Zeniarai Benzaiten Shrine is located about a 20 minute walk out of the centre of Kamakura. At the top of a fairly steep incline, a torii gate appears against a rock wall with a passage way leading through. It was like something out of Ghibli’s Sprited Away. Apparently the shrine is on the site of what was once a secret village that was surrounded by rock walls on one side and thick forest on the other. Walking through the passage way, with the wind making the sound of ghosts calling you forward, it was like being transported to another world. The shrine itself was interesting, but the major draw card for tourists was the cave where you were able to wash you money to increase your wealth. This shrine actually has images of Ugajin, the snake-bodied kami mentioned earlier.




Enoshima Island, Kanagawa

Enoshima, an island just off the coast of Kamakura, connected by a bridge, has long been a pilgrimage site. This was depicted in the ukiyoe print below by famous ukiyo-e artist, Utagawa Hiroshige.

'Pilgrimage of Female Entertainers to Enoshima to Pay Homage to Benzaiten' - Utagawa Hiroshige.

The island has an extensive shrine complex and there are dragons were everywhere. From the statues that guard the pedestrian bridge over the island, to shrine guardians and elaborate dragon-styled fountains. There are a series of caves on the ocean side of the island, but unfortunately during my visit they were closed due to damage caused by the typhoon and the still wild seas crashing in to them. A reason to return for sure.

 


 


Mount Takao, Tokyo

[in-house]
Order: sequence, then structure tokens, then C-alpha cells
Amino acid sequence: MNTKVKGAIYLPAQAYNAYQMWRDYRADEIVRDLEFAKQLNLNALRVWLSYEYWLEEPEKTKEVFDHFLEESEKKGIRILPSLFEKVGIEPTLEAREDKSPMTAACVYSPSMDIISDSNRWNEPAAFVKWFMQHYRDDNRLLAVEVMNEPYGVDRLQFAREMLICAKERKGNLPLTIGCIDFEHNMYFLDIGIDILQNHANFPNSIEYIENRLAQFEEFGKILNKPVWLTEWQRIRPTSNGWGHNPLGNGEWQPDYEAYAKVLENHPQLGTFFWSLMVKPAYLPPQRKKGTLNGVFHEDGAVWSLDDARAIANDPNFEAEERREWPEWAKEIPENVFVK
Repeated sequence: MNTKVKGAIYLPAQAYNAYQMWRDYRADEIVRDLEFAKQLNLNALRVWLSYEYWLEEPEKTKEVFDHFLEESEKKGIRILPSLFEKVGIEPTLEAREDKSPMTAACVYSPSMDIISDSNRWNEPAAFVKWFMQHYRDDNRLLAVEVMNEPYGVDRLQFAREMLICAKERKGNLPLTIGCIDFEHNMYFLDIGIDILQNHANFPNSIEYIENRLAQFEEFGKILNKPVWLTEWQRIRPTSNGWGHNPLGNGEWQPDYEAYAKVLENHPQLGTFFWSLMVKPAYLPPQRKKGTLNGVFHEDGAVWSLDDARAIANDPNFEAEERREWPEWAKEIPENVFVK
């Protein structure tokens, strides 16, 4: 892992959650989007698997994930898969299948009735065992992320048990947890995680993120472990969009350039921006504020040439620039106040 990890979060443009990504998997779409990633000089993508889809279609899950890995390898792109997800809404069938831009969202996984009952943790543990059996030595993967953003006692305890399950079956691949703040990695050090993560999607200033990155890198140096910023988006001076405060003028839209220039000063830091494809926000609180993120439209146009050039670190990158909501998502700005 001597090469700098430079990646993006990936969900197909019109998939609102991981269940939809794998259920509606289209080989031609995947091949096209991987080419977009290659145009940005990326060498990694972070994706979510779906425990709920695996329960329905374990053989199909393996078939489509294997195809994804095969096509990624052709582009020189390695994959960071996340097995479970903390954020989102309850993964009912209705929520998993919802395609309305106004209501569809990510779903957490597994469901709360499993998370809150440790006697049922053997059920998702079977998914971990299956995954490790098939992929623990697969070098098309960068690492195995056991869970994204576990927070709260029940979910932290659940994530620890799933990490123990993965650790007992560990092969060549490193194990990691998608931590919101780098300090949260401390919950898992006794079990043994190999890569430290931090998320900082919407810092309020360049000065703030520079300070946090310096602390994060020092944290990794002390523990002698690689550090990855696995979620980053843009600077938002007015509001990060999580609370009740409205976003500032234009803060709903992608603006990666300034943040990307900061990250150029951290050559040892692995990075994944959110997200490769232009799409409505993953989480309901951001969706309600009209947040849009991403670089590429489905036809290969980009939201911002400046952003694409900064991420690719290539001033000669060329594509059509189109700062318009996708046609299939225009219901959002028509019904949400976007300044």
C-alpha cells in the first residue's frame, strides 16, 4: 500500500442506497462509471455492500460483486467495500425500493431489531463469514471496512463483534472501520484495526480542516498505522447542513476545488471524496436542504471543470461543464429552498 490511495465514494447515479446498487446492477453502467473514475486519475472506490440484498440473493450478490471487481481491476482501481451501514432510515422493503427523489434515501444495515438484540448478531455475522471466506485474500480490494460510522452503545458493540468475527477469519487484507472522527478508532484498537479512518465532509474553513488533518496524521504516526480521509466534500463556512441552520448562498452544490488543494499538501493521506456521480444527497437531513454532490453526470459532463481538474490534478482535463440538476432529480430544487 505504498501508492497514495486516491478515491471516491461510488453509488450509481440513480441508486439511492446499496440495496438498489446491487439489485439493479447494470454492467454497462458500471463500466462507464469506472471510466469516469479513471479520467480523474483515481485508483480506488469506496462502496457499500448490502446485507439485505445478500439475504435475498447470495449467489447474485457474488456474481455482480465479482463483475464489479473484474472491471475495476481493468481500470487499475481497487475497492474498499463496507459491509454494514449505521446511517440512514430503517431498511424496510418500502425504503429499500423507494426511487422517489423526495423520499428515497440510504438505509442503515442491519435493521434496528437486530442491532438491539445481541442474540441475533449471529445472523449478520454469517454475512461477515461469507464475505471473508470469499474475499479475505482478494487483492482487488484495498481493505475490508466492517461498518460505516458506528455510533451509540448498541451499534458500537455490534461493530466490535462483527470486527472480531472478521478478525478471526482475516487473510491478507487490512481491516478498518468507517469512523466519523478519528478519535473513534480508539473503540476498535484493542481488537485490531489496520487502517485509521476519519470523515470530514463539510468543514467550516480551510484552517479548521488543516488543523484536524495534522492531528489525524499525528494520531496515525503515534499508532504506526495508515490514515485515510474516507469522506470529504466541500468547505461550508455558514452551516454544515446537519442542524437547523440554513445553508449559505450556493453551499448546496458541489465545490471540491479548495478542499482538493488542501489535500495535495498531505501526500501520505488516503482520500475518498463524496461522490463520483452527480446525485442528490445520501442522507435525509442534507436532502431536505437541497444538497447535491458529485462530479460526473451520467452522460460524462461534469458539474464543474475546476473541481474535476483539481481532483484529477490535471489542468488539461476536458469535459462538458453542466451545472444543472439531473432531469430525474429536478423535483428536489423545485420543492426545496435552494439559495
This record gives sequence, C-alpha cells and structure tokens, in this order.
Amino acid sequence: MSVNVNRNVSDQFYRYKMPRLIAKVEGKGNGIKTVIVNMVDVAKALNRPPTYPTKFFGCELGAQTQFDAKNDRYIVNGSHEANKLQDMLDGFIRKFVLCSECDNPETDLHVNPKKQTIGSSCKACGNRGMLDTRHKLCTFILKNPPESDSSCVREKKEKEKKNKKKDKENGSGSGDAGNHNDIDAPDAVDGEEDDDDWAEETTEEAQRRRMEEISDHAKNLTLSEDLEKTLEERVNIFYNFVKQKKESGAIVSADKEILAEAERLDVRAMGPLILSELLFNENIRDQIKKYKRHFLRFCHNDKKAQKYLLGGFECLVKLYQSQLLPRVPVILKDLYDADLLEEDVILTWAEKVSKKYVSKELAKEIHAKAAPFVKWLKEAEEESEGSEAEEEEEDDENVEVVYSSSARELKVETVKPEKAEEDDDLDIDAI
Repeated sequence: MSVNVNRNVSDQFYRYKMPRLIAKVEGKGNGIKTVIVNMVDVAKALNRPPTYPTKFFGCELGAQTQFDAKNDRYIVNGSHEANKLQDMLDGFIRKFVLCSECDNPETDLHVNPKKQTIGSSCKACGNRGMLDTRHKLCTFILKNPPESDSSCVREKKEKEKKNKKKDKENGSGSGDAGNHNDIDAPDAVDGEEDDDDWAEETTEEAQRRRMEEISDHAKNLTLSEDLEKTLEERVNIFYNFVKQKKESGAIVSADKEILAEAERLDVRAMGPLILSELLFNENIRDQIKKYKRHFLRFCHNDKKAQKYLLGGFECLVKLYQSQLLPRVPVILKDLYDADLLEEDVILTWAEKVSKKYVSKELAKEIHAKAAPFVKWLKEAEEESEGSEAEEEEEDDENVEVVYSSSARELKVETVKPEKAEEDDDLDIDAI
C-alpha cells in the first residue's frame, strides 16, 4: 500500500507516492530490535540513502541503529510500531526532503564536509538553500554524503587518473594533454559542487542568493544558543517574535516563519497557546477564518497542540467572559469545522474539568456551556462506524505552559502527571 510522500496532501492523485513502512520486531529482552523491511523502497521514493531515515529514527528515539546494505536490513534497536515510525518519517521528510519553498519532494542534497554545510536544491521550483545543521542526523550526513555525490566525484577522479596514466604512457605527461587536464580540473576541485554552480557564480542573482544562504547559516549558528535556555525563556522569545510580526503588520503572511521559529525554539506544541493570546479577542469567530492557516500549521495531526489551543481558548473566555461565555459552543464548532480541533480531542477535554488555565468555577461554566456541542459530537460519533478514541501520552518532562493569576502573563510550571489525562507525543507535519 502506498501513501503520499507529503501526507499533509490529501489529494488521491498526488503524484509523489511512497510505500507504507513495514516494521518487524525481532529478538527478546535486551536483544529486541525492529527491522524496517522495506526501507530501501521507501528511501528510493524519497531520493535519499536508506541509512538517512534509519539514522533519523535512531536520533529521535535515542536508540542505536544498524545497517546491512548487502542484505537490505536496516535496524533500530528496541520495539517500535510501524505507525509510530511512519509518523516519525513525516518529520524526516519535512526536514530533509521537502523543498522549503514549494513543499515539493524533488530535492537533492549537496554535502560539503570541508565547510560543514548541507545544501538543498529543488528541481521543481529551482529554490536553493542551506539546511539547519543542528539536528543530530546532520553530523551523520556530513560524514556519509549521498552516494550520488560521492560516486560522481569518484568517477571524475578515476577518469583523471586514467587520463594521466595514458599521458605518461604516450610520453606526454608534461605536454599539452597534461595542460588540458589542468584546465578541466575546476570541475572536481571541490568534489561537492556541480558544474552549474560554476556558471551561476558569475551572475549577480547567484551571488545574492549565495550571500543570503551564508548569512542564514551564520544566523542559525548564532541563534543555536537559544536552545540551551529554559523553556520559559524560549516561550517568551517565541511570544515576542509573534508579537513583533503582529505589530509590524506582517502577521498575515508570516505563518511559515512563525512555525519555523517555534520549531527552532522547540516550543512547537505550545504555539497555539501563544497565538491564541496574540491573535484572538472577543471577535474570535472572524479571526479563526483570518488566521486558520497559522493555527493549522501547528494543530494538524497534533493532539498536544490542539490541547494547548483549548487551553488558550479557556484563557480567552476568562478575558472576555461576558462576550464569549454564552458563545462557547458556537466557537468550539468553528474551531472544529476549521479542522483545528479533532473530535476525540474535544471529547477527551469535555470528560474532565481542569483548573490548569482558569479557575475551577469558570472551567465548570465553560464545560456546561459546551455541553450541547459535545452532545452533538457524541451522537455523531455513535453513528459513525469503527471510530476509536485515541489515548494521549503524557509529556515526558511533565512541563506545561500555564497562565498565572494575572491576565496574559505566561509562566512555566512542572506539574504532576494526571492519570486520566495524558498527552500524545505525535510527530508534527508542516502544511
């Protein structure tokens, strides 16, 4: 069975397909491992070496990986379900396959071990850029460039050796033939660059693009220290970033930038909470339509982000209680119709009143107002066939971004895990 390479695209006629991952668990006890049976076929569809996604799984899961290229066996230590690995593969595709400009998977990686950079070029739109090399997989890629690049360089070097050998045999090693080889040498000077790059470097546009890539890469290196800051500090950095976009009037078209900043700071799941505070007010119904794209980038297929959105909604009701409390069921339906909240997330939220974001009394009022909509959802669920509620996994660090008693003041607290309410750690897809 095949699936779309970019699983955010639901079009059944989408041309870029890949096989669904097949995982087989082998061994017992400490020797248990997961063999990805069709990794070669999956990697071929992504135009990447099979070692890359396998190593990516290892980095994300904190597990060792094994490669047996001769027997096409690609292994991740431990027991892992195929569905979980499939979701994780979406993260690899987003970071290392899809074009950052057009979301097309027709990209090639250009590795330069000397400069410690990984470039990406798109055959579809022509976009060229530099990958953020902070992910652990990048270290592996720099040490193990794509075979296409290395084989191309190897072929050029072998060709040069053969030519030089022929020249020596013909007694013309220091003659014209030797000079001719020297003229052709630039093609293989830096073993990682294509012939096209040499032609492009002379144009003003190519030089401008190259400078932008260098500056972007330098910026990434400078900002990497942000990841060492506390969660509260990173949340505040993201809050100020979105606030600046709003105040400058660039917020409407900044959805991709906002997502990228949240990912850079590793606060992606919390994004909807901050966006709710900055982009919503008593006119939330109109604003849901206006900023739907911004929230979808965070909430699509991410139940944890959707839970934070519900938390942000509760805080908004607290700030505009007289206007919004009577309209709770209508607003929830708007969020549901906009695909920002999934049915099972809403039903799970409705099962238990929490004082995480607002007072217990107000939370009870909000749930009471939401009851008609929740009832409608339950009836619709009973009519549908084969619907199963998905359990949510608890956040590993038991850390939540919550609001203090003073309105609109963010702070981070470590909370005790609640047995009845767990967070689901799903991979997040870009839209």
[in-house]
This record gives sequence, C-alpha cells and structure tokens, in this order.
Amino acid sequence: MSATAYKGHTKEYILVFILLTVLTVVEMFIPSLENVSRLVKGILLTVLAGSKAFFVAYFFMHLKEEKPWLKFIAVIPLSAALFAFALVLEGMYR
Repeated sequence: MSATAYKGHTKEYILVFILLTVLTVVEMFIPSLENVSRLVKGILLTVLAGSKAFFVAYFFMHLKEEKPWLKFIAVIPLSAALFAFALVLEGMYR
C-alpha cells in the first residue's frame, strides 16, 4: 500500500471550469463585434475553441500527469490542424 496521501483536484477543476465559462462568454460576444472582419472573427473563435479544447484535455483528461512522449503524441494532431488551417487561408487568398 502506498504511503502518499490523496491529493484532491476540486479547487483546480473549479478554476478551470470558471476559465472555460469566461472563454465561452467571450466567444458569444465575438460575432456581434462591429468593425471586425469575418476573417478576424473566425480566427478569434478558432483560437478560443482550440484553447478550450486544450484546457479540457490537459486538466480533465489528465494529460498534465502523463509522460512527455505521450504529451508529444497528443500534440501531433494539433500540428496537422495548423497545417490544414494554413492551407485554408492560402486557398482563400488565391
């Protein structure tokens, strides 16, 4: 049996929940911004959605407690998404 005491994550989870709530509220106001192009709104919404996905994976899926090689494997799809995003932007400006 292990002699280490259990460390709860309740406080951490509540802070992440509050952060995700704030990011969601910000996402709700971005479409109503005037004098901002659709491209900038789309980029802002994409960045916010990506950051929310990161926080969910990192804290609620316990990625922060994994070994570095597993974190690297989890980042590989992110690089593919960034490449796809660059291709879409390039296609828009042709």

Mount Takao is itself a remarkable place with a long history that connects it to the Tengu which I have written about in this post. Yakuo-in is the complex related to esoteric Buddhism and contains both Buddhist and Shinto iconography. The prime deity connected to the temple is Izuna Daigongen who was seen in a vision by one of the founding priests on the mountain. It seems that Izuna was called on for protection. Izuna Daigongen contains elements of five different deities, one being the goddess Benzaiten, who at the time was viewed not only as the goddess of water and music, but also of victory in battle. However, it is also home to a small but remarkable Benzaiten Shrine, once again found within a cave. The entrance to the cave is up a steep flight of stairs and pilgrims need to bend over and scramble all the way down a path to an altar to the goddess, deep within the mountain. Water dripping on either side produce an eerily magical effect and you can sense the presence of the goddess.

 
 

Ueno Park, Tokyo

Within the fantastic Ueno Park in Tokyo lies the busy Shinobazu-no-ike Bentendo, a Buddhist temple dedicated to the goddess Benzaiten. The temple is located on an island in the middle of Shinobazu pond within Ueno Park. It is accessed by walking over a bridge that looks out over a vast collection of lily pads and is lined with food vendors. At the temple visitors can choose an omikuji, or fortune, and find out what their luck looks like. Omikuji that are not good can be tied to the wires and another purchased. Symbolically I love the idea that we can respect fate but that we are not bound by it. With proper diligence we can avoid poor ‘luck’ and create a better reality for ourselves.



Bibliography and Resources

Benzaiten - (onmarkproductions)
The Five-headed dragon of Enoshima the Benzaiten goddess
The Legend of Enoshima (Donny Kimball)
Benzaiten and the Fox (Donny Kimball)
Benzaiten (Ancient Origns)